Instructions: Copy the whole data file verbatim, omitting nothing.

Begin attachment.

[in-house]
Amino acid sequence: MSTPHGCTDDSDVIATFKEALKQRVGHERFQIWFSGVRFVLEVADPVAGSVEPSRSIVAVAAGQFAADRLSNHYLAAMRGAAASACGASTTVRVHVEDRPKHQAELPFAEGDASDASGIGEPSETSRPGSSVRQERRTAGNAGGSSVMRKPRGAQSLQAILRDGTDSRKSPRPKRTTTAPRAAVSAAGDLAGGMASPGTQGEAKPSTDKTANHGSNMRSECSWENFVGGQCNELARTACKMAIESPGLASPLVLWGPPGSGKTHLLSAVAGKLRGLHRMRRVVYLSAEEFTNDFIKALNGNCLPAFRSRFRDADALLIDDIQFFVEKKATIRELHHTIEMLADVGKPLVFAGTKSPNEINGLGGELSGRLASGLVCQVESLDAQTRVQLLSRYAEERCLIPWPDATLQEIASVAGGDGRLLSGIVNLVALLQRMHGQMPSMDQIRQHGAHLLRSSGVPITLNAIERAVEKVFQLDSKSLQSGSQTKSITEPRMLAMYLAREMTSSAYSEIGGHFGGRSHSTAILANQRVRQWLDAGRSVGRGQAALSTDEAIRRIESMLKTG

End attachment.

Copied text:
[in-house]
Amino acid sequence: MSTPHGCTDDSDVIATFKEALKQRVGHERFQIWFSGVRFVLEVADPVAGSVEPSRSIVAVAAGQFAADRLSNHYLAAMRGAAASACGASTTVRVHVEDRPKHQAELPFAEGDASDASGIGEPSETSRPGSSVRQERRTAGNAGGSSVMRKPRGAQSLQAILRDGTDSRKSPRPKRTTTAPRAAVSAAGDLAGGMASPGTQGEAKPSTDKTANHGSNMRSECSWENFVGGQCNELARTACKMAIESPGLASPLVLWGPPGSGKTHLLSAVAGKLRGLHRMRRVVYLSAEEFTNDFIKALNGNCLPAFRSRFRDADALLIDDIQFFVEKKATIRELHHTIEMLADVGKPLVFAGTKSPNEINGLGGELSGRLASGLVCQVESLDAQTRVQLLSRYAEERCLIPWPDATLQEIASVAGGDGRLLSGIVNLVALLQRMHGQMPSMDQIRQHGAHLLRSSGVPITLNAIERAVEKVFQLDSKSLQSGSQTKSITEPRMLAMYLAREMTSSAYSEIGGHFGGRSHSTAILANQRVRQWLDAGRSVGRGQAALSTDEAIRRIESMLKTG